It seems everything Oleg Tinkov does is over the top, so it shouldn’t be a total surprise that the Russian businessman is bankrolling an ambitious, potentially hazardous team-building camp to Africa next week.
Boot camp-style training camps have become the rage among many top teams. Cyclists and staff typically decamp to some remote corner of Europe, undergo some moderate, albeit muddy rigors that would make any Outward Bound instructor proud, and come out of it more unified. That’s the idea, at least.
Bjarne Riis pioneered the notion more than a decade ago, often dressing up in fatigues, doing his best General Patton impersonation, and putting his troops through the ringer in the woods of Sweden, in the warm waters of Lanzarote, or, two years ago, in Israel.
The rational is that riders and staff create a bond that will carry them through the intensity and stresses of the racing season. Other teams have picked up the idea, but Riis and Tinkoff-Saxo owner Oleg Tinkov are taking the plan to new heights — quite literally.
Alberto Contador, newcomer Peter Sagan, and the other nearly 80 riders and staff are heading to Africa later this week for an intense, weeklong trek to try to summit Mount Kilimanjaro, towering at 5,895 meters, high above the African plains.
“Team members have been asking me to organize a team-building trip. I talked to the management, I got the green light from Oleg Tinkov, and I started planning it,” Riis said in a release announcing the trip last week. “This will be a very good challenge for everybody, and I look forward to see how the team reacts under this kind of stress and difficult situations, climbing in such high altitudes.”
No easy feat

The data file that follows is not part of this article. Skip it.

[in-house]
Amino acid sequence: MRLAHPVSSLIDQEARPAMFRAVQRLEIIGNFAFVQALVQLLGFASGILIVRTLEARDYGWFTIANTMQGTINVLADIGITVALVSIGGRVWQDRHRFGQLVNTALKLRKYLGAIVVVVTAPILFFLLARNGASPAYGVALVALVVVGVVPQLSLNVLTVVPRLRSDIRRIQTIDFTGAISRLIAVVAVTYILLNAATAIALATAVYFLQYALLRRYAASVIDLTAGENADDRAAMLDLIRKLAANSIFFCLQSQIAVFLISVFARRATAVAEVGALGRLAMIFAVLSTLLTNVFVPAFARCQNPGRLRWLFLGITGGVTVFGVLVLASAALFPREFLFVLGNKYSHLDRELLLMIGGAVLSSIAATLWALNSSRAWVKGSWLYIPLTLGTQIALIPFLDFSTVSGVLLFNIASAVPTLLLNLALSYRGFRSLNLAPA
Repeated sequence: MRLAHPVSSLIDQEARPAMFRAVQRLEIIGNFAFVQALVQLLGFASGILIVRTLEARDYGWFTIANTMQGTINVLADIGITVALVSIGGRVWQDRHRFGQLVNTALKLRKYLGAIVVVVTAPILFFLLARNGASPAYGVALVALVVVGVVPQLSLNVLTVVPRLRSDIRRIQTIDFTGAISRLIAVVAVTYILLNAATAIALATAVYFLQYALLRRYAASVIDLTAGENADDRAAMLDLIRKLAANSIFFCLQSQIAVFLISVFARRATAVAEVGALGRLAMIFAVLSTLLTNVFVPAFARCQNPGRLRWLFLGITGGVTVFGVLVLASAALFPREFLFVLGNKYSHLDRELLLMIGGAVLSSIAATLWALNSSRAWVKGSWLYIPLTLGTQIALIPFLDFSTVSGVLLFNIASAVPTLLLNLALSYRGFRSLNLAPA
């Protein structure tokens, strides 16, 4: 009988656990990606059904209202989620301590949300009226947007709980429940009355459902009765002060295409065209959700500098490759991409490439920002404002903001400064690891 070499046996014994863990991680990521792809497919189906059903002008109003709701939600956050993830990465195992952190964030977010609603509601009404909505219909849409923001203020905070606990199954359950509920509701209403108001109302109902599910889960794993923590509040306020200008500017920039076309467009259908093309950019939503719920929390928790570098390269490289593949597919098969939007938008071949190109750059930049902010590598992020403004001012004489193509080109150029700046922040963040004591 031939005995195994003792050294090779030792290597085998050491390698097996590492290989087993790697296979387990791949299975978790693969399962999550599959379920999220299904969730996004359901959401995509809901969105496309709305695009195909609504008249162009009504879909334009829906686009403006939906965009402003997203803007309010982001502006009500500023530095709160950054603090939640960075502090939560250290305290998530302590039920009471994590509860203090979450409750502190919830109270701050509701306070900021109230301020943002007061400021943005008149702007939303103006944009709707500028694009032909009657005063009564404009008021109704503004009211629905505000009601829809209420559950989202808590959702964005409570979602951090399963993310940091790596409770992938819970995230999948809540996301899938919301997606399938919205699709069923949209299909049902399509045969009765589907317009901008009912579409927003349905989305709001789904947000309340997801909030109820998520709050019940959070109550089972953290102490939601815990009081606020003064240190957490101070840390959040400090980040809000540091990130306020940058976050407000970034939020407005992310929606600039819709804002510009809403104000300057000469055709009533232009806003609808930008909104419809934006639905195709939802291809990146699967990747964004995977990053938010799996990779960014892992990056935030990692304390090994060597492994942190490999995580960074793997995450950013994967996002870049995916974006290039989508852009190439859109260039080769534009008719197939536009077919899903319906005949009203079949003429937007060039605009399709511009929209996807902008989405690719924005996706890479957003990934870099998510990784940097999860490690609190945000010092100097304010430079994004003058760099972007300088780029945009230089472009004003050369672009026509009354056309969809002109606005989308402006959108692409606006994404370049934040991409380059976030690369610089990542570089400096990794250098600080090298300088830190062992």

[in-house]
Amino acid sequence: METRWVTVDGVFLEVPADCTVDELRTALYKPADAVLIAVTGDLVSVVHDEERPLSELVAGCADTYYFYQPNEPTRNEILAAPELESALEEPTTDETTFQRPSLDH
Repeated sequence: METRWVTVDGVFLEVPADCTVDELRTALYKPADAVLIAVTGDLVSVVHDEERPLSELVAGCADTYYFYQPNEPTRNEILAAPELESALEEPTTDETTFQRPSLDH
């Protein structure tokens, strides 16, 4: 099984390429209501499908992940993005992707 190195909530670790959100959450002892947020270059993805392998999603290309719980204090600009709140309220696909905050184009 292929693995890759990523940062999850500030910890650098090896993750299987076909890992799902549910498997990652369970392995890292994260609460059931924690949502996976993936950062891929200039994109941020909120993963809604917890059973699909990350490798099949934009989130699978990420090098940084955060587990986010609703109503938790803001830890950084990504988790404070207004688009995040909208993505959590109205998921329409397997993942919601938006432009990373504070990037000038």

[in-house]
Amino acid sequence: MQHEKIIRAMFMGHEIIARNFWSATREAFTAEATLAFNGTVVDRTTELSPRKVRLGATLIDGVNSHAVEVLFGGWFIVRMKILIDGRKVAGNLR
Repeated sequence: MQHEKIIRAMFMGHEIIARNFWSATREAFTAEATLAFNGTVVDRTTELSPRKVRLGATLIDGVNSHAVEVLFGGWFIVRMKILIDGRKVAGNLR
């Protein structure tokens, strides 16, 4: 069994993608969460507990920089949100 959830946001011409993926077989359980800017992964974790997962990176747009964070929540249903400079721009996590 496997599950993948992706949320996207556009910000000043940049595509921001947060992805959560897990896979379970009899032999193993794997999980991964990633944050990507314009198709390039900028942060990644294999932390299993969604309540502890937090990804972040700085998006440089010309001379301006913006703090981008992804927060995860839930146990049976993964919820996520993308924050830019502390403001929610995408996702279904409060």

The itinerary itself is quite ambitious by any standard. Not only must all the riders and staff travel to Tanzania in East Africa, they will eventually gather at Machama Gate at 1,828 meters above sea level, inside the Mount Kilimanjaro National Park.
Climbing Kilimanjaro is no easy feat. As the highest point on the African continent, it is also the tallest, freestanding mountain in the world, meaning climbers must endure dramatic elevation gains in just a few days. The route includes a demanding trek of six to eight hours per day for four days through deep forests before tackling high altitude and ice fields near the summit. The idea is to reach the Kilimanjaro summit on November 5 with all staff members and riders.
Some have wondered if the camp is simply too risky or dangerous for Tinkoff’s payroll, estimated to top $25 million annually. Is it worth the risk to Contador or Sagan falling ill or suffering serious injury, perhaps jeopardizing their 2015 season, to build team spirit? Riis certainly seems to think so in his and Tinkov’s quest to build the “world’s best team.”
“For me, the [best team] is the team that has a bit of everything: points, victories, but also members that are proud to be part of it,” Riis explained. “We want a team that has values and works with the values, and such a trip as this one [to Africa] will help us create a very strong and united group.”
Tinkoff has closed out its roster for 2015, with a total of 30 riders for next season. Six new faces join the team, including Peter and Juraj Sagan, Macej Bodnar, and Ivan Basso (all from Cannondale), as well as Pavel Brutt (Katusha) and Robert Kiserlovski (Trek). Sean Yates and Bobby Julich are expected to join the sport director staff as well.
The core of the team remains intact, with five departures. Nicki Sorensen and Karsten Kroon are both retiring, with Nicolas Roche going to Sky, Rory Sutherland to Movistar, and Marko Kump to Adria Mobili.